As of Friday, September 13, 2013
Engineers like straight lines, and Bill Ketchum gave a straight one to City Council on Monday.
“On Sept. 16 things are going to get ugly. We’ll be causing problems and closing roads.”
Ketchum is project manager for Crestline Construction on the State Street Urban Renewal project, which enters a new and, as Ketchum describes it, problematic, phase.
As a signal of things to come, on Thursday flaggers controlled traffic from Fourth to Second streets as locators, surveyors and concrete workers took measurements, put down markings and made initial cuts in the street surface for excavation that will come — soon.
Starting Sept. 16, between Second and Fourth streets, Crestline will close State Street during the day as street cuts and excavation proceed in earnest. A major element of the $5 million project is undergrounding overhead utility lines and installing new water and stormwater lines, and work on both of those is what is about to start.
The daytime closures means full detours, not the one-way traffic as it has been for the past month. All cars must now shift to Oak Street as they go to and from the State Street bridge and Highway 35.
In another big change, the Fourth Street intersection will be fully closed, eastbound. Cars will still be able to travel between State and Oak via Fourth. However, no cars or pedestrians will have access to the Hood River County Courthouse, on the south side of the intersection.
Ketchum said that starting Sept.16, daytime access by car or foot to the courthouse will be restricted — and closed by Sept. 19.
With the closure of State comes the disappearance of parking on both sides of the street between Fourth and Second.
That means that in less than a week, any vehicle traffic to the courthouse will have to go via Sherman Street, a block south of State. Sherman is a narrow, congested street that is already heavily used by courthouse employees and visitors, as well as the numerous residences between Sixth and Second streets. Parking on the courthouse property is restricted, and will be harder to get to when the State Street access is closed.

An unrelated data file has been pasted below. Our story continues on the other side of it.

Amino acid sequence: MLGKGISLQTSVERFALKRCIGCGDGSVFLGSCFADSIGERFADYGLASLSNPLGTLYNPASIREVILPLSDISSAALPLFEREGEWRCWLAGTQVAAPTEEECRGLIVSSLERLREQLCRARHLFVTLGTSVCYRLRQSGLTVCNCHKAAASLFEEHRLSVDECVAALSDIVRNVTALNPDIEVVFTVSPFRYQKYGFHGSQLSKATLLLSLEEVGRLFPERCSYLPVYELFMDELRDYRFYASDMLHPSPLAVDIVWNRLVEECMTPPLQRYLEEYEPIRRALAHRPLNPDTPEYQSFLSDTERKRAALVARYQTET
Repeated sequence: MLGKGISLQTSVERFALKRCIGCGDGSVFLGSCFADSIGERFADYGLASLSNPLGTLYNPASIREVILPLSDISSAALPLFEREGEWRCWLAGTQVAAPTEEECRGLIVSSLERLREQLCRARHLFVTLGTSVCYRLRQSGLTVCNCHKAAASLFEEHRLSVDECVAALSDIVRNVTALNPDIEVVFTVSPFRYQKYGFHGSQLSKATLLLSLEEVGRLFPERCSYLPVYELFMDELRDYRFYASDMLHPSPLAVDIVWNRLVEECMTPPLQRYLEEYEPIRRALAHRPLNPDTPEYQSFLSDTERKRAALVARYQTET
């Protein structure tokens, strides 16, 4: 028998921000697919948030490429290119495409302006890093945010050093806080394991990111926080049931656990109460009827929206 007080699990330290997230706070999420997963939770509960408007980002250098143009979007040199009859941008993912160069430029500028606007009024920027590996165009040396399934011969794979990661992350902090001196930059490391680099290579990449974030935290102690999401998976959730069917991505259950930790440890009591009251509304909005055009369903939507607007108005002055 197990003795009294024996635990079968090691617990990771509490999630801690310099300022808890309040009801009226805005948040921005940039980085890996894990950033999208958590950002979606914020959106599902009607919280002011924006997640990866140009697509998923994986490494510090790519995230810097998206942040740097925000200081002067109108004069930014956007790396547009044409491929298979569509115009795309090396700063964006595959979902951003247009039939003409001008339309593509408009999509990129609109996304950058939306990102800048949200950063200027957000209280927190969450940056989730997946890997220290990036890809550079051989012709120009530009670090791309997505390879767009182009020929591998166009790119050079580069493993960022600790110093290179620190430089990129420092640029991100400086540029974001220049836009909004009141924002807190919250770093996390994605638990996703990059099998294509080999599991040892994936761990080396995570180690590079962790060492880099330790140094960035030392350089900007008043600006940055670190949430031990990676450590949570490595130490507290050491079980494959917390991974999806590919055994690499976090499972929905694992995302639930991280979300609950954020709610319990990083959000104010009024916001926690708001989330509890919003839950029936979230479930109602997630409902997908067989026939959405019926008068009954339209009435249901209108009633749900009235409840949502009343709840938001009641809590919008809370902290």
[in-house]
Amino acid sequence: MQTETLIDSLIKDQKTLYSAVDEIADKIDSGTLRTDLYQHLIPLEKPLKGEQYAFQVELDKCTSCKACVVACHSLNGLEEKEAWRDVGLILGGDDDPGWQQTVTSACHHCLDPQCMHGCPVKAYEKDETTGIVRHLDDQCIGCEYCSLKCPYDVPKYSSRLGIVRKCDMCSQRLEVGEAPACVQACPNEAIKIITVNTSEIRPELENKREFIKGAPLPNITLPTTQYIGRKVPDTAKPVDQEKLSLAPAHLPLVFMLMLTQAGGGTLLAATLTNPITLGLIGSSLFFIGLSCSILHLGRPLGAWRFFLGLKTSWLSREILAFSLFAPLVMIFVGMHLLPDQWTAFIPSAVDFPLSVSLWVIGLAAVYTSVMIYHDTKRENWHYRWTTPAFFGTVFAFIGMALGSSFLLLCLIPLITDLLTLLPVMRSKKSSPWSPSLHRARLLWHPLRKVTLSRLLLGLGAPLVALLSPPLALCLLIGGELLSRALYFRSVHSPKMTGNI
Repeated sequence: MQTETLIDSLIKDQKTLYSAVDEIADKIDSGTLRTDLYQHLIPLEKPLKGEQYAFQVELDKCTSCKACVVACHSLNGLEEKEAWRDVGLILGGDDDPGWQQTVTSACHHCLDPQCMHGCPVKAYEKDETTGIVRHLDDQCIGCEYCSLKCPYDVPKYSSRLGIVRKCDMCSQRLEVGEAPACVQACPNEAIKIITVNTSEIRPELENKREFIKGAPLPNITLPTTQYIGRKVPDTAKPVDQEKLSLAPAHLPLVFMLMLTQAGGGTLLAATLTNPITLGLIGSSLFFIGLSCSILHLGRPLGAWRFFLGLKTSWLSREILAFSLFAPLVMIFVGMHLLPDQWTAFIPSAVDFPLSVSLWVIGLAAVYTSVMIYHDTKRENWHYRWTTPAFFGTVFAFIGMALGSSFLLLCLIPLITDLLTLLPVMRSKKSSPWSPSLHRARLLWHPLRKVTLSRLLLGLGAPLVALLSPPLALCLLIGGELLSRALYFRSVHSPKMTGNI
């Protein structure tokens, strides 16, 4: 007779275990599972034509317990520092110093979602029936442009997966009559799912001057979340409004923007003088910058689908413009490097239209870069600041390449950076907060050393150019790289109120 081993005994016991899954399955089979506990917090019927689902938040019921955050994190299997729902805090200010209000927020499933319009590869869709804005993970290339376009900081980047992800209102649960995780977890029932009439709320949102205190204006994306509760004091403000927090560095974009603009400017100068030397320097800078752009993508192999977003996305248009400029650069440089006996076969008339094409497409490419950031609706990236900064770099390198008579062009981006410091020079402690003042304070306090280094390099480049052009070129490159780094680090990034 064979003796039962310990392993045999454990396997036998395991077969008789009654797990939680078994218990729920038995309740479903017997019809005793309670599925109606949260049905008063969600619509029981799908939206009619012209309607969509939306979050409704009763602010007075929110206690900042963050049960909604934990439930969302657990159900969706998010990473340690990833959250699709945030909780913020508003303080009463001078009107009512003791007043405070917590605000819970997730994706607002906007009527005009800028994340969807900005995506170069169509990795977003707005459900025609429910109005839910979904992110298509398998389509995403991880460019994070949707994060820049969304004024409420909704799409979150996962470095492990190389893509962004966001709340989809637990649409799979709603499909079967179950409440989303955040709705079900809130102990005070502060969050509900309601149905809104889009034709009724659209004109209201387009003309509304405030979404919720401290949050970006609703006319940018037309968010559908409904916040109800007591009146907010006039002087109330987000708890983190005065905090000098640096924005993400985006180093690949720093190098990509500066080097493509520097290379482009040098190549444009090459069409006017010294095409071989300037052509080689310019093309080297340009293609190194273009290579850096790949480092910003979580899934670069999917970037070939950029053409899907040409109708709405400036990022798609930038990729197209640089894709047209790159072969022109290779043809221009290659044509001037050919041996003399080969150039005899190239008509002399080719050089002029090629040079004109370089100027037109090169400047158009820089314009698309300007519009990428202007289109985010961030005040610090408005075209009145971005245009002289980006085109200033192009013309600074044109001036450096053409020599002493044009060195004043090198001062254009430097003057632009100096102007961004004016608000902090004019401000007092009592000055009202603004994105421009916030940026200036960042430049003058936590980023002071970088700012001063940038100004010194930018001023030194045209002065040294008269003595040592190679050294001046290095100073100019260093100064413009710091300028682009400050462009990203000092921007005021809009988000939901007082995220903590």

Also, on-street parking is at a premium on Sherman, which has the added attraction of being meter-less. In addition, parking on Sherman to the east of the courthouse is limited to one side of the street only.
This is in part due to the narrowness of the four eastern-most blocks of Sherman, where the road slims to one lane, with precarious shoulders, substandard asphalt and limited visibility due to a sharp incline. Increased traffic is a certainty on Sherman, and more people with business at the courthouse are likely to try to park on Sherman.
Back on State, two businesses are directly affected by closure of the street during the day: Discover Bikes at the corner of Third and State, and Sustain Interiors, next door to the east of Discover. Ketchum said the north sidewalk on State will remain open so that customers can get to Sustain. Third Street will be open north of State, to vehicles and pedestrians.
Another frank reality of the project is that, to save money, the ditches they dig will filled with gravel, rather than temporarily paved with asphalt, so it is quicker and less expensive to dig them out again the next day and continue the work.
All that gravel, even compacted, means the potential for more debris on the roadway.
Dev Bell, project engineer, said, “We’ll look at ways to slow traffic at night,” to reduce spread of gravel. Steel plates could also be placed over the gravel, Bell said.